Williams lab publishes paper in Animal Behaviour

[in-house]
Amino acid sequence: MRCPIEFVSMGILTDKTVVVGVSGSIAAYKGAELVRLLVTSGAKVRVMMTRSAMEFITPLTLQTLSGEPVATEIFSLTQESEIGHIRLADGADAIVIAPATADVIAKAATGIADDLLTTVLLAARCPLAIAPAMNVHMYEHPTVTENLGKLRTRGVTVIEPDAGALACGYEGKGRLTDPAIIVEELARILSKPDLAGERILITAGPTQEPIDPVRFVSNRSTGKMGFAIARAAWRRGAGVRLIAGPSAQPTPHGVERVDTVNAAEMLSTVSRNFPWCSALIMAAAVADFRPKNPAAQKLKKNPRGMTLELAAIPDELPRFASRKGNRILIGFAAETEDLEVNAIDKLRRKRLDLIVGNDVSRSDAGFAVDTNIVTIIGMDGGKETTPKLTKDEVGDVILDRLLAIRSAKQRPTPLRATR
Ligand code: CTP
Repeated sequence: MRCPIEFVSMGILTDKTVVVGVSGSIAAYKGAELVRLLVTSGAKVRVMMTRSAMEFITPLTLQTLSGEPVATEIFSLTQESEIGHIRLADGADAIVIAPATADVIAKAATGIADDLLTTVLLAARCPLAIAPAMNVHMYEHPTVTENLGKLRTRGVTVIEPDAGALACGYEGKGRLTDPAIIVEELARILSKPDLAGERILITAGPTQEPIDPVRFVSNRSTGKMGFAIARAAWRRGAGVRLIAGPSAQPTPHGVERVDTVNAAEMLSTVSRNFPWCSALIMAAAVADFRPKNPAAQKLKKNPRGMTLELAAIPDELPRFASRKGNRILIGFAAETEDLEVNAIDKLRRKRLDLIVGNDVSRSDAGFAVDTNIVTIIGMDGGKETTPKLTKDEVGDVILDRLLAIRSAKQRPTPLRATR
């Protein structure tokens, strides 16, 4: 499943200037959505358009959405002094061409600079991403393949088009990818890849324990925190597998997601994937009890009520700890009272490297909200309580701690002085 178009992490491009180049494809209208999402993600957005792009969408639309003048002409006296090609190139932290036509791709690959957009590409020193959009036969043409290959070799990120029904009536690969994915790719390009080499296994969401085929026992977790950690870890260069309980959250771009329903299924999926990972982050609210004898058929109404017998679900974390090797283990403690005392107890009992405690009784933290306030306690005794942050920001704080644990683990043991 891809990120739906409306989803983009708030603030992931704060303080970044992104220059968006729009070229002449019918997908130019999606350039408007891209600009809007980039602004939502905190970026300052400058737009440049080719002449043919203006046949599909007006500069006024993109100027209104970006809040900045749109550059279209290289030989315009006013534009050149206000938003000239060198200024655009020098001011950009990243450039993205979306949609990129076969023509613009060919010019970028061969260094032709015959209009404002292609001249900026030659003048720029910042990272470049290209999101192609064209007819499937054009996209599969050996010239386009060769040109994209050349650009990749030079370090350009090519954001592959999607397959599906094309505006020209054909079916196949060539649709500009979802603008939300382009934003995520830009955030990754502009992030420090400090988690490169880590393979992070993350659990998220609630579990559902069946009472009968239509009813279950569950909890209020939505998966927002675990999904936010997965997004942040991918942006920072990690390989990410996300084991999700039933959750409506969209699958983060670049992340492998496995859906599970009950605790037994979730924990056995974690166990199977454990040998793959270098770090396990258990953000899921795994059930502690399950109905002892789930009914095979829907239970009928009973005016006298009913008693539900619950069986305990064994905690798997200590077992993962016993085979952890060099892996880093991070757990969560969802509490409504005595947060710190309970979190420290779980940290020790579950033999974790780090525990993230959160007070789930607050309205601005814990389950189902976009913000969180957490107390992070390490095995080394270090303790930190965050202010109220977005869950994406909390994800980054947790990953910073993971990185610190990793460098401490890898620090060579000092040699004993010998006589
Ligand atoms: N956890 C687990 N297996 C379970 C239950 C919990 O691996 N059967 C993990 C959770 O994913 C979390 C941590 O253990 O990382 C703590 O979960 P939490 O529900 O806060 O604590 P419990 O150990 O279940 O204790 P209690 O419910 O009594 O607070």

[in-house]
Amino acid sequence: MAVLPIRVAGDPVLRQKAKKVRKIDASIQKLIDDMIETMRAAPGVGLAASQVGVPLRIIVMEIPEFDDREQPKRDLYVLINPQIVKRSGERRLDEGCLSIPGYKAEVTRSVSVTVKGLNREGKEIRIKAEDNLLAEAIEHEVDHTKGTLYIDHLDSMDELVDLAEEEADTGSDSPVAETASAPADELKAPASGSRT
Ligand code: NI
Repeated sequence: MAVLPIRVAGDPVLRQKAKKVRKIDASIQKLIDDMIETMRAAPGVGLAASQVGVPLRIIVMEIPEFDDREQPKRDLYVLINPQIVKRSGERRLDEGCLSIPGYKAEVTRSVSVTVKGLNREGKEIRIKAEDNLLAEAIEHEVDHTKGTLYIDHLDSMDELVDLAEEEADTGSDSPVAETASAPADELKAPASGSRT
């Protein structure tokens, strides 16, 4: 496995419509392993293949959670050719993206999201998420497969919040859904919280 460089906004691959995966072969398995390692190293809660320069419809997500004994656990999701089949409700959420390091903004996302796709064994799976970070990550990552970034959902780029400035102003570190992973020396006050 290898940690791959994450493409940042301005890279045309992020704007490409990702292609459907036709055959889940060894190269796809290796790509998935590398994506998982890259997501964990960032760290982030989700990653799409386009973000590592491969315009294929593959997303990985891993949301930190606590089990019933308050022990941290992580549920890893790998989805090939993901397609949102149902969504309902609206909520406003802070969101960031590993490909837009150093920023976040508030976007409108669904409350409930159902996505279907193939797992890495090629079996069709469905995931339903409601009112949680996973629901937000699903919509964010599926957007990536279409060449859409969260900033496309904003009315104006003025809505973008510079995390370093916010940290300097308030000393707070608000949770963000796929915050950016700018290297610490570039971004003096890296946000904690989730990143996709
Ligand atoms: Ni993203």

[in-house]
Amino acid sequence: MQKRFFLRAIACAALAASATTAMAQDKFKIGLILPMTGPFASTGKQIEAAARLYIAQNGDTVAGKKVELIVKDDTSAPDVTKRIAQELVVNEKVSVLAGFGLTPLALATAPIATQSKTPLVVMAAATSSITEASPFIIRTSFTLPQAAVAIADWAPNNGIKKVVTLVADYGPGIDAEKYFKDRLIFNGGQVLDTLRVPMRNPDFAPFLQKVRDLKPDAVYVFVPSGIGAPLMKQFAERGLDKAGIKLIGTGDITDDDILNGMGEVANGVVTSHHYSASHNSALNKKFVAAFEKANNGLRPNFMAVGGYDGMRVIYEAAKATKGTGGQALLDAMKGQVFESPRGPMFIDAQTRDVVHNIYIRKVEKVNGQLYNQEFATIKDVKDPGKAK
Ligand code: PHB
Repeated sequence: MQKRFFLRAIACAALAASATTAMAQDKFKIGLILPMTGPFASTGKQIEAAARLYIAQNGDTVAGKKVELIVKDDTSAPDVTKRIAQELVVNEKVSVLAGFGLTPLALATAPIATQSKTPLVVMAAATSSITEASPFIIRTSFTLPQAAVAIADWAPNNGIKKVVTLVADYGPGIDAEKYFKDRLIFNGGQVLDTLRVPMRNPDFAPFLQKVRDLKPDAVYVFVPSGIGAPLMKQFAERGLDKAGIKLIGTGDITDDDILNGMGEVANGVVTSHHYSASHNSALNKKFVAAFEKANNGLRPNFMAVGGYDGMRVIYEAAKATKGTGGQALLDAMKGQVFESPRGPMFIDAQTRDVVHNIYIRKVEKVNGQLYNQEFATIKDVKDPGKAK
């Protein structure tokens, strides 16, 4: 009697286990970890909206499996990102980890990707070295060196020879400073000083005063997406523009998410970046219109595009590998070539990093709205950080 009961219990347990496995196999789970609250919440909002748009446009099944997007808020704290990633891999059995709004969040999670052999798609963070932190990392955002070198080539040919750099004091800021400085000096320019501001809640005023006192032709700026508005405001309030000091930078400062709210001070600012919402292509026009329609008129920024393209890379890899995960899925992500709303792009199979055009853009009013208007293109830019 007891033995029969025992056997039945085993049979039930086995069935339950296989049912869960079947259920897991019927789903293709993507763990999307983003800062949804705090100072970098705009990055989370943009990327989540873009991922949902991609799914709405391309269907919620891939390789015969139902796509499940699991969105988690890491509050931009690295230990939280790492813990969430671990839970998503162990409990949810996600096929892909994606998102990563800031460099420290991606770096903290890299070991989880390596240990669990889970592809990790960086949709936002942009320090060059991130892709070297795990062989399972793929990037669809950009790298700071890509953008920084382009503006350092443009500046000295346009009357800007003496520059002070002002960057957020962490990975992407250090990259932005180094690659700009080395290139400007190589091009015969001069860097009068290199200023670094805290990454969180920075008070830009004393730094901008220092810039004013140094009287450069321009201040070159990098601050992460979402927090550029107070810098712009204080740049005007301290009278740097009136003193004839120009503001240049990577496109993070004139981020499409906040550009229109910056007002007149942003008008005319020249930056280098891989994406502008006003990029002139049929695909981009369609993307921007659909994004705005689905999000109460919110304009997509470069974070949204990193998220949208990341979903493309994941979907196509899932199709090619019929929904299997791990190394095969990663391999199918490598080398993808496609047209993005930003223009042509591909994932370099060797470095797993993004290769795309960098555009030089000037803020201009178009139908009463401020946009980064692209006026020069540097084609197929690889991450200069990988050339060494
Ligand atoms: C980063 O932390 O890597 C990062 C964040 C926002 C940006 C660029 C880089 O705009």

A new paper from work in the Williams lab has been published in Animal Behaviour – Clint Robins is a former honors student who received his Ph.D. in Wildlife Ecology from the University of Washington in 2023. His thesis data were collected before foreign songs were broadcast on our study site, and made it possible to compare responses of wild Savannah sparrows to songs before, during, and after they heard those foreign songs. As a general rule, the local dialect draws a stronger response from males, and we now know why.  When males hear a song type as they are learning their songs, and that same song type is sung by approximately 90% of the males in their area when they are adults, they recognize it as a local dialect that is a strong threat to their territories and ability to mate with females. Read more about Clint’s work here: https://doi.org/10.1016/j.anbehav.2023.12.011